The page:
A conclusion to the contentious issue of the Palestinian Bedouin community Khan al-Ahmar may be close at hand, if Israeli Prime Minister Naftali Bennett decides to approve a deal negotiated during the Netanyahu era between the Israeli government and its residents.
The evacuation of Khan al-Ahmar, which is mostly comprised of temporary structures, is at the heart of an ongoing battle between Israel and the residents, with the Palestinian Authority and international community acting as loud and sometimes influential observers. Located on the outskirts of the large Jewish West Bank community of Ma’ale Adumim and close to the central Highway 1, Khan al-Ahmar was built illegally, without a permit and on public land, and its demolition was therefore approved in 2018 by Israel’s Supreme Court. Approximately 200 Palestinian Bedouins reside in Khan al-Ahmar. Israel has offered the residents different resettlement options over the years, which would take them away from the dangers of the highway and its traffic, but they have so far refused.
The residents claim to have lived in Khan al-Ahmar for decades, and have lived in the area as nomads since the 1950s, when they were deported from Israel’s Negev region to the West Bank.
The agreement currently on Bennett’s desk was reportedly negotiated between the residents and former Prime Minister Binyamin Netanyahu, who promised repeatedly to evacuate Khan al-Ahmar. The residents agreed to the compromise, Israeli media reported on Monday, but the political instability suffered by Israel in the past two years put any progress on hold.
According to reports on the agreement, the residents will be relocated to a permanent site in Israel’s south and given permanent residency status. In return, they will evacuate Khan al-Ahmar peaceably.
Bennett, along with other right-wing partners to his coalition, criticized Netanyahu for dragging his feet and delaying the Khan al-Ahmar’s demolition, even though it had been approved by the Supreme Court. The compromise on offer now could be seen by Bennett as an excellent opportunity to uphold his promise of evacuating Khan al-Ahmar, while avoiding the international backlash which a forced demolition would likely generate.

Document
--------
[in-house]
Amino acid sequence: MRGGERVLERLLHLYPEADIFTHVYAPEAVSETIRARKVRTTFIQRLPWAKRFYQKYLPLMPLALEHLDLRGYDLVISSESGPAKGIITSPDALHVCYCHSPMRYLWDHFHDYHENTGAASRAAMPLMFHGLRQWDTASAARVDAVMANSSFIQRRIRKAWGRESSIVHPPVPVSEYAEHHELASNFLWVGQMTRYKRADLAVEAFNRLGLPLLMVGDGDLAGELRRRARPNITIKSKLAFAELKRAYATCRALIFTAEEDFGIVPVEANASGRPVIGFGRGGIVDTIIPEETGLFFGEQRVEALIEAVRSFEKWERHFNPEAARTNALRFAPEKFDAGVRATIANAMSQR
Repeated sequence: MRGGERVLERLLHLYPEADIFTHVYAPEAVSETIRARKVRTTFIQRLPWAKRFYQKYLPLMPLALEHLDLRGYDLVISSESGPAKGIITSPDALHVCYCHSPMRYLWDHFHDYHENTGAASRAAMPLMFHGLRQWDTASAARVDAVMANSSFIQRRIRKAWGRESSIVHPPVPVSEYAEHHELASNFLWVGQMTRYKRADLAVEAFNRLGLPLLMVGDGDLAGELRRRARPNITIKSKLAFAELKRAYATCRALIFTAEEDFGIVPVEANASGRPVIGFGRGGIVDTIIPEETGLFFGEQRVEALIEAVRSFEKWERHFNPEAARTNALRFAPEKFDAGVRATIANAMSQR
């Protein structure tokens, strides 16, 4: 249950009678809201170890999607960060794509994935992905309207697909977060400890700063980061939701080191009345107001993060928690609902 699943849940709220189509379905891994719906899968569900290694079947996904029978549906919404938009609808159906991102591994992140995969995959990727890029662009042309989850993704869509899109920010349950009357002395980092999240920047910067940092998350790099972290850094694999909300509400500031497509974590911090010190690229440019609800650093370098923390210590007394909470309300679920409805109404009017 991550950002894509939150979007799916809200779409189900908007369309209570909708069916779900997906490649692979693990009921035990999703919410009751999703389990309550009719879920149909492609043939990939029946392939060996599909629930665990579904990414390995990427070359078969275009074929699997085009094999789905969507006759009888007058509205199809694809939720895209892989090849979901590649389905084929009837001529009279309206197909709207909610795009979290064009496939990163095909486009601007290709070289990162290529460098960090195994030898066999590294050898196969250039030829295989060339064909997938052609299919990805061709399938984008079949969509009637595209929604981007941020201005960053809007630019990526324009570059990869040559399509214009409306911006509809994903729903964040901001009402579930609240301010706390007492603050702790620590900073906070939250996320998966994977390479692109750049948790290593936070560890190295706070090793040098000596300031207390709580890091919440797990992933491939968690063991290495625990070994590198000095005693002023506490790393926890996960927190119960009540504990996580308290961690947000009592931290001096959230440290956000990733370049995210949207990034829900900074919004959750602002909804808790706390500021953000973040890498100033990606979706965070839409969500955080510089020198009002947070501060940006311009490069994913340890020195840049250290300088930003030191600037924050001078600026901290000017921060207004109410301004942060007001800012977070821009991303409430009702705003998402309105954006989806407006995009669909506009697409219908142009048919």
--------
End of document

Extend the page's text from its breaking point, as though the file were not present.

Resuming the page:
Yohanan Tzoreff, an expert on Israeli-Palestinian relations at Tel Aviv University’s Institute for National Security Studies, carefully suggests that Bennett is likely to accept the compromise. The residents of Khan al-Ahmar “were Israeli residents, they lived in the area of Tel Sheva and moved from there because they were living in illegal buildings. From there, they moved to the region of Khan al-Ahmar,” he told The Media Line, explaining that, because of this, giving them Israeli residency status would not be setting a precedent, which would otherwise be a cause for concern for the prime minister.
Professor Asher Cohen, an expert on Israeli politics at Bar Ilan University, also referenced the precedent it is feared the compromise may set in an interview with The Media Line, asking rhetorically whether “every time someone invades [a piece of land] and they come to evacuate him, the result will be permanent residency?” However, Cohen agrees that the “Israeli past” of Khan al-Ahmar’s population will be enough to avoid this precedent.
Cohen differentiates between long-term and short-term considerations that may inform Bennett’s decision. “It’s obvious that a victory shot of Khan al-Ahmar evacuated, and it doesn’t matter under what terms, will be viewed as the Bennett government demolished Khan al-Ahmar and Netanyahu didn’t,” he said of the short-term benefits which Bennett will accrue.
Looking further into the future, Cohen explains that the importance of evacuating Khan al-Ahmar is significant. It is located on a strategic piece of land which makes the benefits of its evacuation clearly outweigh the disadvantages, he said.
It’s obvious that a victory shot of Khan al-Ahmar evacuated, and it doesn’t matter under what terms, will be viewed as the Bennett government demolished Khan al-Ahmar and Netanyahu didn’t
Yet, Tzoreff notes that Bennett will have to explain to his electorate his need to compromise, in an issue which can be portrayed as a simple case of land invasion and illegal construction. He may have to pay a price, Tzoreff believes. But the fact that negotiations began under Netanyahu, he says, will certainly increase the compromise’s legitimacy and make it an easier decision for the new premier.
Both experts agree that the Bennett-Lapid coalition, built of right-wing and left-wing parties, as well as the Islamist Raam-United Arab List, will not be an impediment for the government. Khan al-Ahmar “certainly isn’t a central issue” for the United Arab List, said Cohen of the Arab Israeli party in the coalition.
Another important advantage which may push Bennett to accept the agreement is that it will enable him to avoid a diplomatic and international public relations fiasco. “It solves the issue of evacuation with all the trouble it will cause in the US today, and with different entities watching every move made here,” Tzoreff said.
“This is a kind of compromise” that Bennet may accept, he says, because “reality is much more complicated” now that he has stepped into the premier’s shoes.